Recently, Mark*, a close friend and generous donor, approached me with an exciting prospect: His friend works for a company that makes solar panels and he was (almost) certain we could get some donated to our children's home and school in Kenya. We currently spend a small fortune on diesel for our generator, which we can only afford to run for a few hours after dark. The prospect of installing a sustainable source of electricity had us both elated. Mark's two young daughters joined us in the kitchen, a parade of blonde ponytails and backpacks. Shouting to be heard above the clamor, Mark wanted to reassure me that nothing had to change: "It's probably best to not even tell the kids in Kenya! Just continue to use electricity only when it's really needed, at night." I must have looked confused. "So they don't lose touch with their roots," he explained, leaning across me to preheat the oven in preparation for tonight's dinner of Annie's organic chicken nuggets.
I have heard this concern, in its various forms, from the minds and mouths of many donors, supporters and volunteers. Upon learning of our organization's efforts to provide some of Kenya's poorest children with access to world-class services, an overwhelming number of people are genuinely apprehensive. Although I recognize how outside influences threaten and change cultures, my mentors in Kenya have left me equally as wary of patterns of paternalism. But I wanted to learn from Mark, too, a kind and successful man raising strong daughters. "Is not having access to electricity really something we want to... preserve?" I asked. He responded thoughtfully, describing his concerns that raising children at the "orphanage" with such modern amenities would render them unable to relate to people in their own community, the vast majority of whom live on less than two dollars a day, an income largely spent on firewood and kerosene.
I do not want that, either. The very basis of our model is to give these vulnerable children the skills they need to build exceptional lives, families and communities. I have always assumed that these tools would include access to an exemplary education, to technology and the things we all need to compete on a global stage. I confided in my Kenyan colleague Mary*, a foster mother helping to raise 26 orphaned children. Despite having never left the small rural village of Njabini, Mary knows more about the world than most. I was cautious not to present Mark's concerns as my own, barely finishing my sentence before she cut in, "Ah, he wants to keep us in the dark?" Her smiled turned into a frown:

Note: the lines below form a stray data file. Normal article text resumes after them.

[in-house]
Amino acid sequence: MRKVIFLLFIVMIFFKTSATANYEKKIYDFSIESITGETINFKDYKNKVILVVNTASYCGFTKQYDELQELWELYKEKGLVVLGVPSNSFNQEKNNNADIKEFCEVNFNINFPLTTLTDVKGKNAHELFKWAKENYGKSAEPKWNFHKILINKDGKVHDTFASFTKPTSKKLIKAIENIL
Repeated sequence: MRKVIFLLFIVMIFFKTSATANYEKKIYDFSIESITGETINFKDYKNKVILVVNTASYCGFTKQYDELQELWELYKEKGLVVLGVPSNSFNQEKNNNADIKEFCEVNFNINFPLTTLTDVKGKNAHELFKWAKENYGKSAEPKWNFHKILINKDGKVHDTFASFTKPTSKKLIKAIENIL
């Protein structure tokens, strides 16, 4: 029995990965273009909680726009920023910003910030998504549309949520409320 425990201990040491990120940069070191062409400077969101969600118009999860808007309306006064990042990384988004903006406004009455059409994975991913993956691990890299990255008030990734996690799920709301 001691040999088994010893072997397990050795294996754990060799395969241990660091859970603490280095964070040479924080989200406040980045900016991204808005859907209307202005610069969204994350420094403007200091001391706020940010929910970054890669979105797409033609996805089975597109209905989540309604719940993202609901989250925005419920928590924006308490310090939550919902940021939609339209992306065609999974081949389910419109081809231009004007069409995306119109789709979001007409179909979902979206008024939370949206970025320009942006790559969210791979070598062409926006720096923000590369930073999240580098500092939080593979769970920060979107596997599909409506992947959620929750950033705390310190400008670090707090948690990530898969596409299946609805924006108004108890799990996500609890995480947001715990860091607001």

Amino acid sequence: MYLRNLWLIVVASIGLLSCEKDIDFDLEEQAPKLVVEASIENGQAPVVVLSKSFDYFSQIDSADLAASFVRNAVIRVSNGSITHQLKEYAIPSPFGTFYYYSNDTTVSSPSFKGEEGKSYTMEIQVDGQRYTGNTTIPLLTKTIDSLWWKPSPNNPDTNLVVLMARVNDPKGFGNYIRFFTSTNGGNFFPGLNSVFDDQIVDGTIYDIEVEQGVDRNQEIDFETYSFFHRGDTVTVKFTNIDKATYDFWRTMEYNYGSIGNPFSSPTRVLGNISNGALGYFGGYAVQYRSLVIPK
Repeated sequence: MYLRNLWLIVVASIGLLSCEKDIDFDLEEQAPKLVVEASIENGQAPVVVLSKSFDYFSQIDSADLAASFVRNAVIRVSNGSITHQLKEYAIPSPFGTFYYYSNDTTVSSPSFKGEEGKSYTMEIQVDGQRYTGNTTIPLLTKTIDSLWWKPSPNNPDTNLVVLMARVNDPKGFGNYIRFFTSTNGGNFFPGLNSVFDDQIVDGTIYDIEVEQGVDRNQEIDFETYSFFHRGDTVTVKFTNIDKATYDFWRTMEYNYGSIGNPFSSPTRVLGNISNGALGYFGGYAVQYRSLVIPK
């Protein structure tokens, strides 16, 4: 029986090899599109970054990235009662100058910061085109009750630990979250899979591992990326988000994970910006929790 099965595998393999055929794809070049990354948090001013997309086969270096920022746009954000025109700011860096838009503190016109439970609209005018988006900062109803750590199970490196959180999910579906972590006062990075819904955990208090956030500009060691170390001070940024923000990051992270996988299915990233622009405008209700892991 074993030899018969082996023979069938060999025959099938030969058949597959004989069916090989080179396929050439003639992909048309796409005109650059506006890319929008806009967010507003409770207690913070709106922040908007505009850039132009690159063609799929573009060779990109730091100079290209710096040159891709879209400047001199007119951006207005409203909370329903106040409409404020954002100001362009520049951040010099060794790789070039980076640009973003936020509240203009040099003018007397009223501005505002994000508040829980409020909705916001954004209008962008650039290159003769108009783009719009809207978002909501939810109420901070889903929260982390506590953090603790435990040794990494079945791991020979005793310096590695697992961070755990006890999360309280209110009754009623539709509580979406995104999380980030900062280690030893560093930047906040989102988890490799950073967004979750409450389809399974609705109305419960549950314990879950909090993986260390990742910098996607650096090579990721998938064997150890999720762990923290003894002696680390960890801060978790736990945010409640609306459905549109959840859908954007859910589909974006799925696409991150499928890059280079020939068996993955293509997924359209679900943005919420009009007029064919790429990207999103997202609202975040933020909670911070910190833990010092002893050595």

"The problem is that many people confuse being African with being poor. My mother spent her entire life washing people's clothes by hand, bent in half over a metal bucket, from morning until night. That didn't make her Kenyan. That made her poor. What made her Kenyan were the stories she told, the children she raised and the country she loved. And so about this electricity? I will raise these children to be good Kenyans, and you? You get them power, same as you have."
Her use of the word "power" in place of electricity resonated with me. In our world of technological incoherence, it's easy to feel nostalgic for days gone by. Visitors from abroad often describe being in awe of how upbeat the locals here are. "They have so little and yet they are so happy." But the truth is that life in this farming village is indescribably hard for the majority of its residents. While Kenyans are undoubtedly jubilant in their greetings, I have come to know a community that struggles deeply with poverty, oppression, depression, and hopelessness. Don't be fooled by gracious manners or a beautiful landscape: Nothing about this way of life is simple. Families here aren't climbing apple trees and catching fireflies in a mason jar; they are battling an outrageously high child mortality rate, devastating unemployment and preventable diseases.
It is these issues of suffering and inequality that drive us at Flying Kites to want to increase our community's access to the services that many of us take for granted. And besides, in 2013, is technology really anybody's to bestow or withhold? Should we really consider keeping poor children in 'poor-ish' settings, for fear that they may otherwise become too removed from where they came? In recent months my opinions have been defined by a new willingness to label such conditions as "unjust, poor and desperate." These are words that people in our community use to describe their own circumstances, while the rest of us fumble over terms like "less economically developed." It's not for us as outsiders to protect people from modernity or regulate their right to prosper.
While the children who live at Flying Kites may have access to so-called luxuries like electricity, they are also deeply engaged in issues of social justice, community service and advocacy. That is our work -- to infuse their desire for a better world with the resources to better it. And I still believe that working in solidarity with the poor means making space for their definition of better.